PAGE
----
Study: UK consumers face 82% price rise from their ISP post-contract
A study has found that UK telecoms customers face a steep cost increase of up to 82 percent at the end of their contracts.
Recent changes to advertising rules in the UK requires ISPs to provide estimated speeds to potential customers instead of the misleading ‘up to’ claims.
The change has made the industry more honest, but one area which is still not clear enough is how much consumers will pay after their contract ends.
Richard Neudegg, head of regulation at uSwitch, comments:
“There’s currently no requirement for any warning when broadband contracts are about to expire, so customers can very quickly find themselves paying increased charges before they have time to react.
It’s important to warn consumers that they are moving onto these higher rates. The majority of broadband customers say they’d shop around if they knew their deal was coming to an end.”
Most customers sign up for an ISP on an attractive deal which is generally set for either 12 or 18 months. If a price increase occurs during this period, another recent legal change allows consumers to end their contract early without penalty.
A new study of home broadband packages by uSwitch has found subscribers to some of the UK’s largest ISPs – including BT, Sky Broadband, TalkTalk, EE, Plusnet and Virgin Media – could face “steep price rises” of up to 82 percent (or £246 annually) if they remain loyal to their provider.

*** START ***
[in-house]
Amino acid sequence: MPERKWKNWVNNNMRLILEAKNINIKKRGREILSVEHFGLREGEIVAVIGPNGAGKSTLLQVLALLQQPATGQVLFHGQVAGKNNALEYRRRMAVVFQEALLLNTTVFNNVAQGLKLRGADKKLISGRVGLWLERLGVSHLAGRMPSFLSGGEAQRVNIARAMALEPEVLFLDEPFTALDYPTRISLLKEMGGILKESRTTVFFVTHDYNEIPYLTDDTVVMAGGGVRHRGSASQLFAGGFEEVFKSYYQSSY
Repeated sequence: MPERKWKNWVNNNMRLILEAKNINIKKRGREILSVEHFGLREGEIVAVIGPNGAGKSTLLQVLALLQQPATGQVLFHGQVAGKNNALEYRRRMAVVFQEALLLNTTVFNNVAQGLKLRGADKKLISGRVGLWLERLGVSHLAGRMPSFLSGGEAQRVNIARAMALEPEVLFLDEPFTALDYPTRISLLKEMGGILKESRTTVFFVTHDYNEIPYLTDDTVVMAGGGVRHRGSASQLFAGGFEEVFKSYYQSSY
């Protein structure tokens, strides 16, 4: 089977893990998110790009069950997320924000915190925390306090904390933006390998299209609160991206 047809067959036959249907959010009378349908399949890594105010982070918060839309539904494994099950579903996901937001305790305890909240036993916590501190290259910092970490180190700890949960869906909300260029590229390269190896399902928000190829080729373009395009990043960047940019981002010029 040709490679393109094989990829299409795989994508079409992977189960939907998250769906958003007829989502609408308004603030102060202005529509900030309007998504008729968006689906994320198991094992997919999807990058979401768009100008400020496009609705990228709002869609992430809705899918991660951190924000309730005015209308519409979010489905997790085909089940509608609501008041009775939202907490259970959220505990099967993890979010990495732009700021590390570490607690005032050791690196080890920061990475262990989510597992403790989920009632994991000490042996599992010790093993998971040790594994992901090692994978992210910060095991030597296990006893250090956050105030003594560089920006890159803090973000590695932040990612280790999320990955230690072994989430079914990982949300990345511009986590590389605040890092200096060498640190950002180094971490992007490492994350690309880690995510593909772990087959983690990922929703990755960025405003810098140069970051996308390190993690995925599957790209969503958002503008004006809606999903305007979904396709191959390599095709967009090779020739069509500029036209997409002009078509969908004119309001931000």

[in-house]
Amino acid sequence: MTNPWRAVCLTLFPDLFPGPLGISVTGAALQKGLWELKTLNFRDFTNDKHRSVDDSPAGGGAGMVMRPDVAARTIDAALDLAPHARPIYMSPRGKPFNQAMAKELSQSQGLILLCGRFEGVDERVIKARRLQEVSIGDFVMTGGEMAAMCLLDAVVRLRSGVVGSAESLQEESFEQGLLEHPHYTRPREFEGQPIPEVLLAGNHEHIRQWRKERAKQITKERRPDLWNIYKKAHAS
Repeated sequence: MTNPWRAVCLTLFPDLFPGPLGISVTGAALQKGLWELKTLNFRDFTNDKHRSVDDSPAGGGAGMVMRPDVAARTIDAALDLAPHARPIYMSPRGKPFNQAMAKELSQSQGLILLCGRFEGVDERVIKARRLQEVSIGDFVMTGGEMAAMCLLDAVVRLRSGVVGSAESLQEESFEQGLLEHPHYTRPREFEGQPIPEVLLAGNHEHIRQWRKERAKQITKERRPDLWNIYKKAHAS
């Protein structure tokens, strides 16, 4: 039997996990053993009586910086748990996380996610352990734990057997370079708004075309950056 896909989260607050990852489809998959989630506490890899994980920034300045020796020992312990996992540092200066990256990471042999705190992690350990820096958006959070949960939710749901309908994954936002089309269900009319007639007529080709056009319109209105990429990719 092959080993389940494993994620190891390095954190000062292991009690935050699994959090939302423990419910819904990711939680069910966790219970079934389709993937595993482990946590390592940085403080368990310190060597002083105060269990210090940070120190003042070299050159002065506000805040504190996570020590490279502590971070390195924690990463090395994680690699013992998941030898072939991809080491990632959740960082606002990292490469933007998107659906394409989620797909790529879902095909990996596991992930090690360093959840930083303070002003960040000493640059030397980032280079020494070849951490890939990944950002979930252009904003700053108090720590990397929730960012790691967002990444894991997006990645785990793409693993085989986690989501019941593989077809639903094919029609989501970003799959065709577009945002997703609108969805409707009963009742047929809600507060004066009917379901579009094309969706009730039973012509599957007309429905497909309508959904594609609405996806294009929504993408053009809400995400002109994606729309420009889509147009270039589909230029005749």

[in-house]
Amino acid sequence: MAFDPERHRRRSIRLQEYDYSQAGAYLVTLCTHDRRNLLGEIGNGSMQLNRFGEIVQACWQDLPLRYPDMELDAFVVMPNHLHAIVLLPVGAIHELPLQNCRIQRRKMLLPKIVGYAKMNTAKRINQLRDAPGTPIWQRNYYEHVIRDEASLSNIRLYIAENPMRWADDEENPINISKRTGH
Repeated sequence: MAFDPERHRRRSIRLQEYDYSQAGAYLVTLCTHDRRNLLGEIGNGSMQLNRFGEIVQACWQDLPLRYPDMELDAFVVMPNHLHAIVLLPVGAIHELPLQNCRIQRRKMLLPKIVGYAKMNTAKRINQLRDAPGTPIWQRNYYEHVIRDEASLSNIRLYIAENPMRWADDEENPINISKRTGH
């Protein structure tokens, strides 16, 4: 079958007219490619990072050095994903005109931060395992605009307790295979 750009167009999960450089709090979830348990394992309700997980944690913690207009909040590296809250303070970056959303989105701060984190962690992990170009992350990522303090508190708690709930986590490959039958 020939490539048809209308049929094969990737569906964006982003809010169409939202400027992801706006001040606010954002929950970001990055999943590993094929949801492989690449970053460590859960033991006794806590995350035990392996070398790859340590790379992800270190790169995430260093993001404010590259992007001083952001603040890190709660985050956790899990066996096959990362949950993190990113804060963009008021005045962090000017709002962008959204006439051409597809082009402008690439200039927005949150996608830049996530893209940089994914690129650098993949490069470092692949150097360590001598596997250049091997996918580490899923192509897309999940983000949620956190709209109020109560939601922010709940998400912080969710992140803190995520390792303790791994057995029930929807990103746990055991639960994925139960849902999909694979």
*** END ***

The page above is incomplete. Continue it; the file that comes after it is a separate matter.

Many consumers do not take note of when their contract ends and forget to shop around, especially if they’re generally happy with the service. This has led to “bill shock” when they check their accounts.
A proposal by telecoms regulator Ofcom would require providers to inform customers when they’re approaching the end of their minimum contract term in order to avoid consumers being hiked up to more expensive plans without their awareness.
“Ofcom’s consultation on how to implement these notifications must ensure that crucial information doesn’t get buried in the small print of bills, or isn’t shown at all,” says Neudegg. “In order to be effective, these end of term warnings need to be clear and concise, and implemented in a timely fashion.”
There’s an argument to be made for going further than Ofcom’s proposal and forcing providers to prominently display their post-contract pricing.
Do you think ISPs should have to clearly display their post-contract pricing? Let us know in the comments.
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